But other actions have prompted complaints by his allies. For example, environmentalist have complained about the EPA’s decision to stay its pending regulation of companies’ energy-generating boilers, titled the Boiler Maximum Achievable Control Technology rule.

“The EPA’s indefinite stay is clearly meant to postpone completion of the Boiler MACT rule until after the 2012 election,” said Rena Steinzor, at leader of the D.C.-based Center for Progressive Reform. “It also provides yet another example of the Obama Administration throwing in the towel on an initiative to protect public health, safety, and the environment. With about 17 months left until the 2012 elections, it appears environmentalists had better brace themselves for a bumpy, disappointing ride ahead.”

The center recently issued a report saying that nine of 12 important pending environmental-regulation rules may be bottled up until the 2012 election by the administration’s delay and by GOP opposition. So far, however, the environmental movement has not rallied against Obama’s regulatory concessions.

Industry officials say those regulations will hurt companies by increasing their energy costs, by making them hire more compliance lawyers and by forcing them to change their manufacturing processes.

Union opposition to the three pending-free trade agreements is more politically important, partly because Obama needs the unions’ extensive get-out-the-vote capabilities to win in 2012.

The treaties with South Korea, Colombia and Panama are opposed by major unions. The administration has repeatedly promised to send the treaties to the Senate for final approval, but it has delayed sending the treaties to the Senate, and in mid-May, announced it would not send up the treaties until Congress had approved billions of dollars for the ‘Trade Adjustment Assistance’ program.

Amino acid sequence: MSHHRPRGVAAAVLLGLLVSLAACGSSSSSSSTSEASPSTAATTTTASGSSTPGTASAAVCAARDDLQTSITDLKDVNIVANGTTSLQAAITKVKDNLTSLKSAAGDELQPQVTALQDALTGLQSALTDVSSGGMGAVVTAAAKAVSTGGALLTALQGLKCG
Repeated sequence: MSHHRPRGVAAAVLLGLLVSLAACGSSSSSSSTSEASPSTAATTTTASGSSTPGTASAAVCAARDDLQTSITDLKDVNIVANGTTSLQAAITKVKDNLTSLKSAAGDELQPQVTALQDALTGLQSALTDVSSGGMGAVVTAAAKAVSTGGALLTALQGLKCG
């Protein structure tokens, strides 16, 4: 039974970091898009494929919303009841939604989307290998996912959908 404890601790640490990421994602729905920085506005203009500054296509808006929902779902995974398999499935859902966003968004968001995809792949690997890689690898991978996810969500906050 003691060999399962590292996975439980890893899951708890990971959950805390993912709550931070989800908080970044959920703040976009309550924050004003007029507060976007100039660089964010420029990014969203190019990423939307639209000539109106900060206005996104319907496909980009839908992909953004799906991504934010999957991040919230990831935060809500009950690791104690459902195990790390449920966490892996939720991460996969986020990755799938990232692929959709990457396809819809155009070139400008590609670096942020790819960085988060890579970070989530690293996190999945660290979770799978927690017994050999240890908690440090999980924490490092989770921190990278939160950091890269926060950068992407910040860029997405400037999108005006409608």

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The program is intended to aid workers who have lost jobs when companies react to free-trade deals, for example, by moving factories overseas.

“We think [the TAA] is part of the solution,” said Aric Newhouse, NAM’s senior vice president for policy and government relations. “We hope that the White House and Congress will come to a middle-ground soon,” he said.

That middle ground may not be easy to reach if the White House asks for too much TAA money, said a person involved in the dispute. In 2009, the TAA’s budget was just under $1 billion. But if the administration tries to boost the spending, the multi-year cost will balloon to $20 billion or $25 billion.

Then deficit-minded Republicans will balk, legislators will argue over possible matching cuts to other programs, and the trade pacts again will be sidelined while Washington grapples with the deficit after the August recess, said the person.

“We’ve had a number of great conversations with the administration [and] we’re hopeful that the jobs council will provide a good platform to encourage jobs and competitiveness,” said Newhouse.

But, he said, “we’re hopeful there will be a new-found understanding of what it will take to create jobs.”